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Esophageal cancer - Barrett's esophageal

Barrett's esophagus is a medical condition affecting the lining of the esophagus. The condition is considered precancerous, meaning that it can easily progress further into esophageal cancer.
    
Why do Barrett's Esophagus Occur?

Experts connect chronic irritation of the esophagus with stomach acid and the onset of Barrett's disease. In the majority of people the lower muscle of the esophagus functions properly and does not allow regurgitation of stomach acid. However, in people suffering from gastroesophageal reflux disease, small amounts of stomach acid repeatedly enter the esophagus and cause inflammation of certain portions of the organ. As a result, the inner layer of the esophagus gets damaged and some of the cells may even undergo specific transformation. So, in people suffering from Barrett's esophagus some epithelial cells are replaced with cells which do not normally occur in this organ.

The healing process after damage caused by stomach acid is accompanied by so-called metaplasia. So, the damaged surface of the esophagus during the healing process eventually gets covered with the wrong type of cells. This complication is actually reported in approximately 10-15 % of all patients suffering from gastroesophageal reflux disease.

The very presence of these cells is a risk factor for esophageal cancer. This is the reason why once the condition is confirmed, patients must undergo regular check-ups and screening tests which will detect esophageal cancer in early stage (if it eventually occurs) and treat it on time.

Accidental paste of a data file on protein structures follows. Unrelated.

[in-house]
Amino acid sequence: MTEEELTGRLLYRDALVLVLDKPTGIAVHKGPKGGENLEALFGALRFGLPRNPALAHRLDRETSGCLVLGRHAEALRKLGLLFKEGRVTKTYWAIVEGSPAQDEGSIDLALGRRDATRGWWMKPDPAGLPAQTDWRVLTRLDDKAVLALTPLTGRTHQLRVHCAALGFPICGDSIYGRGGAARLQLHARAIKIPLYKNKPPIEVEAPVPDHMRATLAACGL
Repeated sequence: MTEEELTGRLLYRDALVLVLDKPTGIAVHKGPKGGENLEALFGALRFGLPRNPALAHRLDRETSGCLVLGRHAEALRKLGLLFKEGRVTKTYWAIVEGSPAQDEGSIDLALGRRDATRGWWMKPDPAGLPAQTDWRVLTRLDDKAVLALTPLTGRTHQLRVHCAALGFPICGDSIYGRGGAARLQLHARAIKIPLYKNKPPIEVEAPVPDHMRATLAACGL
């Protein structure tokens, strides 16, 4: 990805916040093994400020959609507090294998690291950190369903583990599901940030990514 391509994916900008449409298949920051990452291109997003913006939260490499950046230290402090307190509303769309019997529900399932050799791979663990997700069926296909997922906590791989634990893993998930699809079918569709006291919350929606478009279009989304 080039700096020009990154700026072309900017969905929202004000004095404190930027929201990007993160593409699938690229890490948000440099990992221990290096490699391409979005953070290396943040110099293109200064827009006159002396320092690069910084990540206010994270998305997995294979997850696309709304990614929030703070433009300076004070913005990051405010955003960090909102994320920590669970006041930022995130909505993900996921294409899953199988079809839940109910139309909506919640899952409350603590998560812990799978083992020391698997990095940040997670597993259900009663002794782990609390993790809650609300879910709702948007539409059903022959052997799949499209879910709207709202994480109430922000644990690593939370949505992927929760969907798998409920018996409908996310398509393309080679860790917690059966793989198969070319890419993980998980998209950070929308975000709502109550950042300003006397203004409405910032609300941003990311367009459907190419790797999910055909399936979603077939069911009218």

Barrett's Disease and Esophageal Cancer - the Connection

People suffering from Barrett's esophagus have certain portions of the esophagus changed. Normal epithelial cells are replaced and there is noticeable columnar epithelial hyperplasia. Such hyperplasia is actually a precursor to esophageal adenocarcinoma, the most frequently reported histological type of esophageal cancer.

The changes occur gradually, so metaplastic columnar epithelium first transforms into low-grade and then high-grade dysplasia which if, left untreated, soon may progress into invasive cancer.

It is estimated that people suffering from Barrett's esophagus have a 30-125 fold higher risk for esophageal cancer comparing to healthy individuals. Fortunately, in them invasive cancer can be detected on time and successfully treated. By undergoing regular exams, especially endoscopy and tissues sampling, patients can be sure that even if cancer occurs, it will be caught in early stage. Once esophageal cells are confirmed to be significantly changed, doctors may opt for photodynamic therapy (PDT) or other procedures to destroy the changes tissue. Surgery to remove the abnormal lining may be performed as well.

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